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Silencing E3 Ubiqutin ligase ITCH as a potential therapy to enhance chemotherapy efficacy in p53 mutant neuroblastoma cells

Meng, J; Tagalakis, AD; Hart, SL; (2020) Silencing E3 Ubiqutin ligase ITCH as a potential therapy to enhance chemotherapy efficacy in p53 mutant neuroblastoma cells. Scientific Reports , 10 (1) , Article 1046. 10.1038/s41598-020-57854-6. Green open access

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Abstract

P53 mutations are responsible for drug-resistance of tumour cells which impacts on the efficacy of treatment. Alternative tumour suppressor pathways need to be explored to treat p53- deficient tumours. The E3 ubiquitin ligase, ITCH, negatively regulates the tumour suppressor protein TP73, providing a therapeutic target to enhance the sensitivity of the tumour cells to the treatment. In the present study, two p53-mutant neuroblastoma cell lines were used as in vitro models. Using immunostaining, western blot and qPCR methods, we firstly identified that ITCH was expressed on p53-mutant neuroblastoma cell lines. Transfection of these cell lines with ITCH siRNA could effectively silence the ITCH expression, and result in the stabilization of TP73 protein, which mediated the apoptosis of the neuroblastoma cells upon irradiation treatment. Finally, in vivo delivery of the ITCH siRNA using nanoparticles to the neuroblastoma xenograft mouse model showed around 15–20% ITCH silencing 48 hours after transfection. Our data suggest that ITCH could be silenced both in vitro and in vivo using nanoparticles, and silencing of ITCH sensitizes the tumour cells to irradiation treatment. This strategy could be further explored to combine the chemotherapy/radiotherapy treatment to enhance the therapeutic effects on p53-deficient neuroblastoma.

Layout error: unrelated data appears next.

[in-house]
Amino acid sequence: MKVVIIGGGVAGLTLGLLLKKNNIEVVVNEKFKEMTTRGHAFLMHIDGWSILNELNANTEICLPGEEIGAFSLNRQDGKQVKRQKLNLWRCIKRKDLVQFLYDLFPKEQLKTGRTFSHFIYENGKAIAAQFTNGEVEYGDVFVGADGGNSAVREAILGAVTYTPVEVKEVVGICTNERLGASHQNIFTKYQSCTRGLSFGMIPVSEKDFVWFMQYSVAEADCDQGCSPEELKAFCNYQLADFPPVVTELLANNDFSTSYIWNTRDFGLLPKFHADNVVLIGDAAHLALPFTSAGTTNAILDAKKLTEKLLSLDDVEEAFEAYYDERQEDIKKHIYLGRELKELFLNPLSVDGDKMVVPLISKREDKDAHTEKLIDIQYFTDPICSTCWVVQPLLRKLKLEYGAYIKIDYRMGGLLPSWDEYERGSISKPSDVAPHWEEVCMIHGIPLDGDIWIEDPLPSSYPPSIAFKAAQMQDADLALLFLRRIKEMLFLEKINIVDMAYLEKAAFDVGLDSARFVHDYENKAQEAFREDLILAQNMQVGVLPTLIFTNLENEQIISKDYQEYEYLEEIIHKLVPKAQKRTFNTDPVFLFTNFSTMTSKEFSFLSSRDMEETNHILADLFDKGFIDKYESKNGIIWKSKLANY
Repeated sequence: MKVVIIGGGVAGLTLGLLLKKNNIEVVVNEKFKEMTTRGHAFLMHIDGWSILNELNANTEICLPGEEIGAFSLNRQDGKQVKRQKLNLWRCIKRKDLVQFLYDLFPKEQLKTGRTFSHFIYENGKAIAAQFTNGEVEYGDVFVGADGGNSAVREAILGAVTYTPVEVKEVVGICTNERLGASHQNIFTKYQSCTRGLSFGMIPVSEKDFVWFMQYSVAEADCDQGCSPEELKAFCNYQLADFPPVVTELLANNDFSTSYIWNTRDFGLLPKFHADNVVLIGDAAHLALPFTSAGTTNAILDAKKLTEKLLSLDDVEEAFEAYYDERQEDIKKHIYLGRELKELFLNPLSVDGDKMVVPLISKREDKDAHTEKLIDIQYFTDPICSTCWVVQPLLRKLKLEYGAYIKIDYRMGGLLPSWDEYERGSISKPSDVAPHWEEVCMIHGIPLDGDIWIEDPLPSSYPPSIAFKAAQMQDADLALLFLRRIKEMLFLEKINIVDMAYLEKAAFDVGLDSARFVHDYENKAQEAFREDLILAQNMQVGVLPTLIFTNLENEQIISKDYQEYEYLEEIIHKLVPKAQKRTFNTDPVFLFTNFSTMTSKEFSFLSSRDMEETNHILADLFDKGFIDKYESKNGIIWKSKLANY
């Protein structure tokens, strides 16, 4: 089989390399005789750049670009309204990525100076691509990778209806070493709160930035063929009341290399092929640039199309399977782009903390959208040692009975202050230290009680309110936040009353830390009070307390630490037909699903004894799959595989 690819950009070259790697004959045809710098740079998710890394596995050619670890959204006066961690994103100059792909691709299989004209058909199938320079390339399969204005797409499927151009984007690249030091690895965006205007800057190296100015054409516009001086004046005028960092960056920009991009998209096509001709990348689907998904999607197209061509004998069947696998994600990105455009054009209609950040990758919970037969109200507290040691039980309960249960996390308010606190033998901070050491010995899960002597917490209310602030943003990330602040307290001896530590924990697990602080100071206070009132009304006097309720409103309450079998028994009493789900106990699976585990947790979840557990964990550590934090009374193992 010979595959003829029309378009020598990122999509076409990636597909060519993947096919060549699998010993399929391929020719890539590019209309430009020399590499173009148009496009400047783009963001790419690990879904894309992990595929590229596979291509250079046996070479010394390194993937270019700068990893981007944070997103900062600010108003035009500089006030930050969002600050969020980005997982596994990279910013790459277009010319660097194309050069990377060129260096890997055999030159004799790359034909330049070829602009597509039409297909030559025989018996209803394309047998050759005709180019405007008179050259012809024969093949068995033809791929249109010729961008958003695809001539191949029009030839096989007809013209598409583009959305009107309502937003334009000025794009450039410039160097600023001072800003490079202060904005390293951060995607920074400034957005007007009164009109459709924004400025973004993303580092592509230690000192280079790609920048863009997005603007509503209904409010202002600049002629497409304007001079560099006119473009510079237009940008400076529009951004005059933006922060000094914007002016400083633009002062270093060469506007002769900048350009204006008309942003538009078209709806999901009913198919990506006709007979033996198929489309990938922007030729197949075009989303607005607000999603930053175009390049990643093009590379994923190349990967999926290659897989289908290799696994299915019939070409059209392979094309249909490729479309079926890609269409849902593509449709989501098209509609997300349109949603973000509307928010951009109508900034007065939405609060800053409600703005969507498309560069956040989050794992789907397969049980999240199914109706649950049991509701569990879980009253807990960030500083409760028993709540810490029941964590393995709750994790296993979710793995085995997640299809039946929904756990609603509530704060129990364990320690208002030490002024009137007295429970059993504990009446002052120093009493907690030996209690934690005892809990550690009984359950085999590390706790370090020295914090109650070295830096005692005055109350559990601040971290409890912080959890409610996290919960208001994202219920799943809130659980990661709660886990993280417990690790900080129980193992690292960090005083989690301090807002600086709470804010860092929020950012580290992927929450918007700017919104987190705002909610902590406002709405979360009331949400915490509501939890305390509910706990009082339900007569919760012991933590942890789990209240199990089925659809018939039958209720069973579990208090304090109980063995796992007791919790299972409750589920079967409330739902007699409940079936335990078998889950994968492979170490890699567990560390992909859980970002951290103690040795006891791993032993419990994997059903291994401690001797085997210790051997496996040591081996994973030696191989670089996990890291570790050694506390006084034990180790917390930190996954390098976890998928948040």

Type: Article
Title: Silencing E3 Ubiqutin ligase ITCH as a potential therapy to enhance chemotherapy efficacy in p53 mutant neuroblastoma cells
Open access status: An open access version is available from UCL Discovery
DOI: 10.1038/s41598-020-57854-6
Publisher version: https://doi.org/10.1038/s41598-020-57854-6
Language: English
Additional information: This article is licensed under a Creative Commons Attribution 4.0 International License, which permits use, sharing, adaptation, distribution and reproduction in any medium or format, as long as you give appropriate credit to the original author(s) and the source, provide a link to the Creative Commons license, and indicate if changes were made. The images or other third party material in this article are included in the article’s Creative Commons license, unless indicated otherwise in a credit line to the material. If material is not included in the article’s Creative Commons license and your intended use is not permitted by statutory regulation or exceeds the permitted use, you will need to obtain permission directly from the copyright holder. To view a copy of this license, visit http://creativecommons.org/licenses/by/4.0/.
Keywords: Cancer therapy, Drug delivery
UCL classification: UCL
UCL > Provost and Vice Provost Offices > School of Life and Medical Sciences
UCL > Provost and Vice Provost Offices > School of Life and Medical Sciences > Faculty of Population Health Sciences > UCL GOS Institute of Child Health
UCL > Provost and Vice Provost Offices > School of Life and Medical Sciences > Faculty of Population Health Sciences > UCL GOS Institute of Child Health > Genetics and Genomic Medicine Dept
UCL > Provost and Vice Provost Offices > School of Life and Medical Sciences > Faculty of Population Health Sciences > UCL GOS Institute of Child Health > Infection, Immunity and Inflammation Dept
URI: https://discovery.ucl.ac.uk/id/eprint/10090316
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